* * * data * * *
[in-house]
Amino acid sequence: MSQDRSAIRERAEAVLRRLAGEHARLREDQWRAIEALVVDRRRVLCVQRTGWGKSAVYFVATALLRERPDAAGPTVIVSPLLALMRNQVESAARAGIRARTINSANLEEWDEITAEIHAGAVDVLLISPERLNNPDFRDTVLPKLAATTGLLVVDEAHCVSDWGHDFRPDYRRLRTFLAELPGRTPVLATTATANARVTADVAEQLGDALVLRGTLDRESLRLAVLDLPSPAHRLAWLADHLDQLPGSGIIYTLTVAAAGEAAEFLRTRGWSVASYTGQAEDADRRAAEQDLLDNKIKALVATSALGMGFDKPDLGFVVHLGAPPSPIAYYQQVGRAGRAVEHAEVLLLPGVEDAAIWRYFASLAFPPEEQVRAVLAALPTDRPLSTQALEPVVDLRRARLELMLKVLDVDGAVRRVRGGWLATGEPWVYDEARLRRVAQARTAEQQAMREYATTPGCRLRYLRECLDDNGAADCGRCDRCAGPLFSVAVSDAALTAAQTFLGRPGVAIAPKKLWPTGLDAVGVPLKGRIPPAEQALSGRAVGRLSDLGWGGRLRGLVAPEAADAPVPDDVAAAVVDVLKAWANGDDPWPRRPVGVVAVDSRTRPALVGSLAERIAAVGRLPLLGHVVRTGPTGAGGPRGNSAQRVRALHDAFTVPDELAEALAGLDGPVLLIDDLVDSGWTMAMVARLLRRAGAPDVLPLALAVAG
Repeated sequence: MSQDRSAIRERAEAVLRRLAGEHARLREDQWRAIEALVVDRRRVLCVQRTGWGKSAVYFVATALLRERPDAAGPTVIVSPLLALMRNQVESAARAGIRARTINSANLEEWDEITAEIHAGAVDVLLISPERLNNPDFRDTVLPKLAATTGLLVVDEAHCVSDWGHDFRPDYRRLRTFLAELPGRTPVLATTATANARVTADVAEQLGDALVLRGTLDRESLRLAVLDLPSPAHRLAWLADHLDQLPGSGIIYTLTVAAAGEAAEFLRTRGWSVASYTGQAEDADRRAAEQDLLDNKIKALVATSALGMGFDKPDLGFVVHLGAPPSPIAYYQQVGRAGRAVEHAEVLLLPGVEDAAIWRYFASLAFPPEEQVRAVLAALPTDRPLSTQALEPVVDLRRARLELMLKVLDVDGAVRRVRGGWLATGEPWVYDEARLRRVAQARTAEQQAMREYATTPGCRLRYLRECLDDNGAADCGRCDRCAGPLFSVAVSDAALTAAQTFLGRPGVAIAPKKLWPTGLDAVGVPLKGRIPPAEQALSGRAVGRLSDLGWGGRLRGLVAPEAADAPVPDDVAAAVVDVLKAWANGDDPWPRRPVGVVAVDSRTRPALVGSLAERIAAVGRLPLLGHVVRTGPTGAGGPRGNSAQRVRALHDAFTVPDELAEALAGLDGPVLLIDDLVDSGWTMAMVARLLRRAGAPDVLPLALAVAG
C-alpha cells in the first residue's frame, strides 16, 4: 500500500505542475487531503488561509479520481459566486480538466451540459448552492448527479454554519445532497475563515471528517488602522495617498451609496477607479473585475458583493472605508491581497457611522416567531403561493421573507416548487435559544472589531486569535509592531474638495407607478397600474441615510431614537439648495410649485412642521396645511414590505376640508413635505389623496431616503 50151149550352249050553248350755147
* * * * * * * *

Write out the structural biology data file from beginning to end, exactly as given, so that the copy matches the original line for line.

[in-house]
Amino acid sequence: MSQDRSAIRERAEAVLRRLAGEHARLREDQWRAIEALVVDRRRVLCVQRTGWGKSAVYFVATALLRERPDAAGPTVIVSPLLALMRNQVESAARAGIRARTINSANLEEWDEITAEIHAGAVDVLLISPERLNNPDFRDTVLPKLAATTGLLVVDEAHCVSDWGHDFRPDYRRLRTFLAELPGRTPVLATTATANARVTADVAEQLGDALVLRGTLDRESLRLAVLDLPSPAHRLAWLADHLDQLPGSGIIYTLTVAAAGEAAEFLRTRGWSVASYTGQAEDADRRAAEQDLLDNKIKALVATSALGMGFDKPDLGFVVHLGAPPSPIAYYQQVGRAGRAVEHAEVLLLPGVEDAAIWRYFASLAFPPEEQVRAVLAALPTDRPLSTQALEPVVDLRRARLELMLKVLDVDGAVRRVRGGWLATGEPWVYDEARLRRVAQARTAEQQAMREYATTPGCRLRYLRECLDDNGAADCGRCDRCAGPLFSVAVSDAALTAAQTFLGRPGVAIAPKKLWPTGLDAVGVPLKGRIPPAEQALSGRAVGRLSDLGWGGRLRGLVAPEAADAPVPDDVAAAVVDVLKAWANGDDPWPRRPVGVVAVDSRTRPALVGSLAERIAAVGRLPLLGHVVRTGPTGAGGPRGNSAQRVRALHDAFTVPDELAEALAGLDGPVLLIDDLVDSGWTMAMVARLLRRAGAPDVLPLALAVAG
Repeated sequence: MSQDRSAIRERAEAVLRRLAGEHARLREDQWRAIEALVVDRRRVLCVQRTGWGKSAVYFVATALLRERPDAAGPTVIVSPLLALMRNQVESAARAGIRARTINSANLEEWDEITAEIHAGAVDVLLISPERLNNPDFRDTVLPKLAATTGLLVVDEAHCVSDWGHDFRPDYRRLRTFLAELPGRTPVLATTATANARVTADVAEQLGDALVLRGTLDRESLRLAVLDLPSPAHRLAWLADHLDQLPGSGIIYTLTVAAAGEAAEFLRTRGWSVASYTGQAEDADRRAAEQDLLDNKIKALVATSALGMGFDKPDLGFVVHLGAPPSPIAYYQQVGRAGRAVEHAEVLLLPGVEDAAIWRYFASLAFPPEEQVRAVLAALPTDRPLSTQALEPVVDLRRARLELMLKVLDVDGAVRRVRGGWLATGEPWVYDEARLRRVAQARTAEQQAMREYATTPGCRLRYLRECLDDNGAADCGRCDRCAGPLFSVAVSDAALTAAQTFLGRPGVAIAPKKLWPTGLDAVGVPLKGRIPPAEQALSGRAVGRLSDLGWGGRLRGLVAPEAADAPVPDDVAAAVVDVLKAWANGDDPWPRRPVGVVAVDSRTRPALVGSLAERIAAVGRLPLLGHVVRTGPTGAGGPRGNSAQRVRALHDAFTVPDELAEALAGLDGPVLLIDDLVDSGWTMAMVARLLRRAGAPDVLPLALAVAG
C-alpha cells in the first residue's frame, strides 16, 4: 500500500505542475487531503488561509479520481459566486480538466451540459448552492448527479454554519445532497475563515471528517488602522495617498451609496477607479473585475458583493472605508491581497457611522416567531403561493421573507416548487435559544472589531486569535509592531474638495407607478397600474441615510431614537439648495410649485412642521396645511414590505376640508413635505389623496431616503 50151149550352249050553248350755147